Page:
Prerequisite: CP342 or CP344 or (CP222 and MA313). 1 unit. Janke

    Requirements for Computer Science Major:
    A student must complete:

    CP222 - Computer Science II
    MA251 - Number Theory

    In addition, the following courses are required:

    a. CP270 - Operating Systems
    CP275 - Computer Organization

    b. One unit from:
    CP342 - Distributed Systems
    CP344 - Database Systems

    c. One unit from:
    CP360 - Computer Graphics
    CP365 - Artificial Intelligence
    CP341 - Topics in Computer Science

    d. CP405 - Theory of Computation
    CP407 - Analysis of Algorithms

    (With all prerequisites, the major includes 11 units.)

    ^ Top

    Distinction in Computer Science
    To be considered for distinction, the student must complete the major plus two additional units selected from:
    CP342 (Distributed Systems),
    CP344 (Database Systems), CP360 (Computer Graphics),
    CP365 (Artificial Intelligence), CP341 (Topics in Computer Science),
    MA220 (Linear Algebra), MA313 (Probability),
    MA315 (Differential Equations), MA318 (Numerical Analysis),
    MA325 (Graph Theory)
    CP248 (Robotics)
    CP398 (Seminar in Computer Science),
    MA227 (Mathematical Software)

    The student must also complete a senior project. Distinction is determined by a vote of the department faculty where the student's performance in the computer science curriculum is considered.

    ^ Top

    Here are the course offerings and requirements. Anyone have an opinion on the viability of the degree?

    Here is a link to the offerings over the last several years so you can get an idea of how often the course is offered. http://www.coloradocollege.edu/dept/ma/#Reqs
  • CanadianmomCanadianmom Registered User Posts: 187 Junior Member

    You are the unsung hero of this forum.
  • tk21769tk21769 Registered User Posts: 9,723 Senior Member
    I'm not sure what you mean by "viability", or what your real concerns are, but I'll offer some thoughts. I have a graduate degree in computer science. I've been working on software development projects for a number of years. My kid has been accepted at CC.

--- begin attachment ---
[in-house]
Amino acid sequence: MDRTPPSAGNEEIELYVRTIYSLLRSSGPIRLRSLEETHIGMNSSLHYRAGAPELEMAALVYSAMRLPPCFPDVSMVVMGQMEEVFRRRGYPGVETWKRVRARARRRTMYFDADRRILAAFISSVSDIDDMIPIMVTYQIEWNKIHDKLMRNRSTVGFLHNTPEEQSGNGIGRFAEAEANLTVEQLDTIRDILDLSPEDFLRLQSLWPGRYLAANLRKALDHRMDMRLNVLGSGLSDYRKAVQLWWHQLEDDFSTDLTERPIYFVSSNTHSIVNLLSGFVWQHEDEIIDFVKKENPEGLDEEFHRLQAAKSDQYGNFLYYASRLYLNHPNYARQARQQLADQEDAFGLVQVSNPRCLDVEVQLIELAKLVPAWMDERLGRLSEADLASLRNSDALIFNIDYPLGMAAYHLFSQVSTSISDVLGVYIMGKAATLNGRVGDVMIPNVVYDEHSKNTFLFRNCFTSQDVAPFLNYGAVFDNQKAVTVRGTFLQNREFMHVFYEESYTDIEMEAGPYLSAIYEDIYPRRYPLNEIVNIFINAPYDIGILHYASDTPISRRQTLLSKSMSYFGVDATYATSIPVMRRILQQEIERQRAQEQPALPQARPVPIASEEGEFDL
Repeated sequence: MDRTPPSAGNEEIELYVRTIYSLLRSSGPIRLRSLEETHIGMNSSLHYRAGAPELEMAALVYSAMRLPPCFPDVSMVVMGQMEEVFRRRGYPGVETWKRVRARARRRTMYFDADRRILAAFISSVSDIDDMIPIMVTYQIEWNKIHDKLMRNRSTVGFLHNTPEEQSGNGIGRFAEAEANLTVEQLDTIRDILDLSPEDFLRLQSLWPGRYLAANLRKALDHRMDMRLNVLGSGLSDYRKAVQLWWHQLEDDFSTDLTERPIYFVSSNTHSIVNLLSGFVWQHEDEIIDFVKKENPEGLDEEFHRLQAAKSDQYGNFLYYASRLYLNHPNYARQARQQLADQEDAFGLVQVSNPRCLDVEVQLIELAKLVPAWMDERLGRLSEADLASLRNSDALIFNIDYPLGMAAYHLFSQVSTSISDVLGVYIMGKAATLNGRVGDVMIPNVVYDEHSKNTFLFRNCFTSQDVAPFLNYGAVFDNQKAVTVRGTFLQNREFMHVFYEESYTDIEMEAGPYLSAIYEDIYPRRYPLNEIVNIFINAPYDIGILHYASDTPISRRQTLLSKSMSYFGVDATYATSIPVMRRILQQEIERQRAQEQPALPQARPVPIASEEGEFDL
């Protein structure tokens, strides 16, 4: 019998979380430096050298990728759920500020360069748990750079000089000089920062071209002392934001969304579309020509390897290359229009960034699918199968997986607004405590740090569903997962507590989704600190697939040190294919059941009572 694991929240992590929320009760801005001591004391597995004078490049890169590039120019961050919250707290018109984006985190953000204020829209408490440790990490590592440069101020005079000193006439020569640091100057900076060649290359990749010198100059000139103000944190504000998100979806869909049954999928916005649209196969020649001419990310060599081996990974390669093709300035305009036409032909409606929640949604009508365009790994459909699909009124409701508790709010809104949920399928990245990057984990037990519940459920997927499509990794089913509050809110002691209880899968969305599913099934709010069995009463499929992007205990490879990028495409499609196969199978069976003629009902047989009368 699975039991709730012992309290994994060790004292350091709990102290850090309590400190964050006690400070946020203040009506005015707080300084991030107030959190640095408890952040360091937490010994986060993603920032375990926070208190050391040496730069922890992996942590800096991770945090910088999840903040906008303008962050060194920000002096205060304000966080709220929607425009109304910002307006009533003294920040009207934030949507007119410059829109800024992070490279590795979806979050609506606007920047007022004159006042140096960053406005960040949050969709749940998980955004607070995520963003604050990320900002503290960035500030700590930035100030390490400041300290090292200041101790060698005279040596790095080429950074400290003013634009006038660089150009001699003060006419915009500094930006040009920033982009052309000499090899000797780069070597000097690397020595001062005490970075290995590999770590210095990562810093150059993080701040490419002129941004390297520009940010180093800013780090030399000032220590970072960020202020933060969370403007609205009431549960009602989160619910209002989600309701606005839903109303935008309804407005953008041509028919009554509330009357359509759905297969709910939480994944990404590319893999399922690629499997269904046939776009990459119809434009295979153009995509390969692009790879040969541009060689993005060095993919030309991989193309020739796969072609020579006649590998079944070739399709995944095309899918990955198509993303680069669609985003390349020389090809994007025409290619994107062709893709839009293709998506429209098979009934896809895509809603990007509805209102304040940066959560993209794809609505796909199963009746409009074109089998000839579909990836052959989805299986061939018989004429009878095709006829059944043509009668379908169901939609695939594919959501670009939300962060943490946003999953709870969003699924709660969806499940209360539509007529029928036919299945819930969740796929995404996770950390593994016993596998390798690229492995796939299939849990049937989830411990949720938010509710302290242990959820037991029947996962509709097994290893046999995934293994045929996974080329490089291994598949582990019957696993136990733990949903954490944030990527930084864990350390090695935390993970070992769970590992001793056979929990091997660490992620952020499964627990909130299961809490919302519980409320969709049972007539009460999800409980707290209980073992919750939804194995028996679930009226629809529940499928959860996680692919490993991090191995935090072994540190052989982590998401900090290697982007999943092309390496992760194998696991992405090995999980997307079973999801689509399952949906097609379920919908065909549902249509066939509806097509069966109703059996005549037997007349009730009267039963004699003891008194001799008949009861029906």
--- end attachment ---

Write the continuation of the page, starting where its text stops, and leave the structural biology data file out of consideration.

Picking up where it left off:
I don't think the school is known as a computer science powerhouse, not outside of Colorado anyway. However, it does offer an excellent general education in the liberal arts and sciences. In the long run, this can be more valuable than having the most current technical knowledge.

    There is more involved in developing software than programming skills alone. You need to be able to understand the customer's business problem, analyze requirements, and very often, work as part of a team. Unless you are an unusually gifted, creative programmer, you might not be able to rise above a fairly low plateau in your career based on programming skill alone. Communication skills are very important. So is the ability to absorb complex information, reduce it to essentials, and represent it in a way that all stakeholders in your project can understand. These skills can be cultivated in other courses besides CS courses.

    It's a good sign that those math courses are required for distinction. If your son wants to be a computer scientist, not just a programmer, I'd encourage him to take them, in addition to some lab science courses.

    This looks like a pretty standard small college CS curriculum. One option to consider would be some kind of dual degree in CS plus another field (such as Math, Economics, or Environmental Science). In other words, build expertise in modeling solutions within some important problem domain. Develop an understanding of the domain, not just the problem-solving techniques. Then you become an expert consultant on approaches to the whole problem. And, don't forget to have fun!
  • CanadianmomCanadianmom Registered User Posts: 187 Junior Member
    My S is thinking along these lines. His current plan is to double major in Econ and Environmental Studies for just the reason you describe above. A speaker with a private company who came to his class put this idea in his head. Developing this kind of "larger domain" thinking is where I believe CC excels.
  • 07DAD07DAD Registered User Posts: 5,169 Senior Member
    tk21769--Has your kid decided whether to attend CC? You seem to have an excellent view of the value of a liberal arts education, how to achieve a broad educational focus incorporating computer science and an appreciation that the college experience should include having some fun.

    My S is a Mathematical Economics major, dance minor and is having a blast (especially with the block arrangement) while keeping his eye on the prize.

    I'm sure your kid would be a great CC addition.
  • tk21769tk21769 Registered User Posts: 9,723 Senior Member
    07Dad, thanks for the encouragement. We are leaning toward CC, but still are waiting until April to see what all our options are, including the financial situation.
This discussion has been closed.